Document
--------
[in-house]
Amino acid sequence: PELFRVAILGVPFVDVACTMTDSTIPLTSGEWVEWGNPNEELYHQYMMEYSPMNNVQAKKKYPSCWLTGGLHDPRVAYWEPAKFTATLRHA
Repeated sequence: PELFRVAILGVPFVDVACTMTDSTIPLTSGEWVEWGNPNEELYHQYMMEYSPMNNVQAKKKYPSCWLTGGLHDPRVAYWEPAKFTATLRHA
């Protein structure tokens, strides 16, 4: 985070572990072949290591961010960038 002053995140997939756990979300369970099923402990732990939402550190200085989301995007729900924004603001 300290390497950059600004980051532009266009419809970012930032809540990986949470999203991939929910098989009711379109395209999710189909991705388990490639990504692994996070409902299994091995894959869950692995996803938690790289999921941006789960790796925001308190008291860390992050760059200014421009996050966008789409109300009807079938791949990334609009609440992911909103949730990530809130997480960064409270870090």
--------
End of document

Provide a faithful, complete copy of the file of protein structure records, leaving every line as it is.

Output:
[in-house]
Amino acid sequence: PELFRVAILGVPFVDVACTMTDSTIPLTSGEWVEWGNPNEELYHQYMMEYSPMNNVQAKKKYPSCWLTGGLHDPRVAYWEPAKFTATLRHA
Repeated sequence: PELFRVAILGVPFVDVACTMTDSTIPLTSGEWVEWGNPNEELYHQYMMEYSPMNNVQAKKKYPSCWLTGGLHDPRVAYWEPAKFTATLRHA
């Protein structure tokens, strides 16, 4: 985070572990072949290591961010960038 002053995140997939756990979300369970099923402990732990939402550190200085989301995007729900924004603001 300290390497950059600004980051532009266009419809970012930032809540990986949470999203991939929910098989009711379109395209999710189909991705388990490639990504692994996070409902299994091995894959869950692995996803938690790289999921941006789960790796925001308190008291860390992050760059200014421009996050966008789409109300009807079938791949990334609009609440992911909103949730990530809130997480960064409270870090």